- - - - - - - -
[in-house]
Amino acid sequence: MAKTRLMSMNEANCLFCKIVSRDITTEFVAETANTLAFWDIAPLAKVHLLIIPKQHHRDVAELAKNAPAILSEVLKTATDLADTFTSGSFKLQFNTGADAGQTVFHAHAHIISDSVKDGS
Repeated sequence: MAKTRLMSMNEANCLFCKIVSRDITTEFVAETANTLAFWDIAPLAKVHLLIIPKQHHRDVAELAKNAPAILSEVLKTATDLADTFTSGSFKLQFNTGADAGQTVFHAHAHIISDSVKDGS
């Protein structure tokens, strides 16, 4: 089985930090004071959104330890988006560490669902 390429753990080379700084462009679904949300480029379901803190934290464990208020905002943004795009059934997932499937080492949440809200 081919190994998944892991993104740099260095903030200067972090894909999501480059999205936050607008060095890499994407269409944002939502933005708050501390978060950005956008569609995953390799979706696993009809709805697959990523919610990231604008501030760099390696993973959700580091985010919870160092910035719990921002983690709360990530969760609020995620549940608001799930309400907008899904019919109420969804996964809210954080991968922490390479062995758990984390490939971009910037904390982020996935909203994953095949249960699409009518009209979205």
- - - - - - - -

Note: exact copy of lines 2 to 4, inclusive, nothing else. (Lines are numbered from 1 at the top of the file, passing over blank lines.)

Amino acid sequence: MAKTRLMSMNEANCLFCKIVSRDITTEFVAETANTLAFWDIAPLAKVHLLIIPKQHHRDVAELAKNAPAILSEVLKTATDLADTFTSGSFKLQFNTGADAGQTVFHAHAHIISDSVKDGS
Repeated sequence: MAKTRLMSMNEANCLFCKIVSRDITTEFVAETANTLAFWDIAPLAKVHLLIIPKQHHRDVAELAKNAPAILSEVLKTATDLADTFTSGSFKLQFNTGADAGQTVFHAHAHIISDSVKDGS
């Protein structure tokens, strides 16, 4: 089985930090004071959104330890988006560490669902 390429753990080379700084462009679904949300480029379901803190934290464990208020905002943004795009059934997932499937080492949440809200 081919190994998944892991993104740099260095903030200067972090894909999501480059999205936050607008060095890499994407269409944002939502933005708050501390978060950005956008569609995953390799979706696993009809709805697959990523919610990231604008501030760099390696993973959700580091985010919870160092910035719990921002983690709360990530969760609020995620549940608001799930309400907008899904019919109420969804996964809210954080991968922490390479062995758990984390490939971009910037904390982020996935909203994953095949249960699409009518009209979205």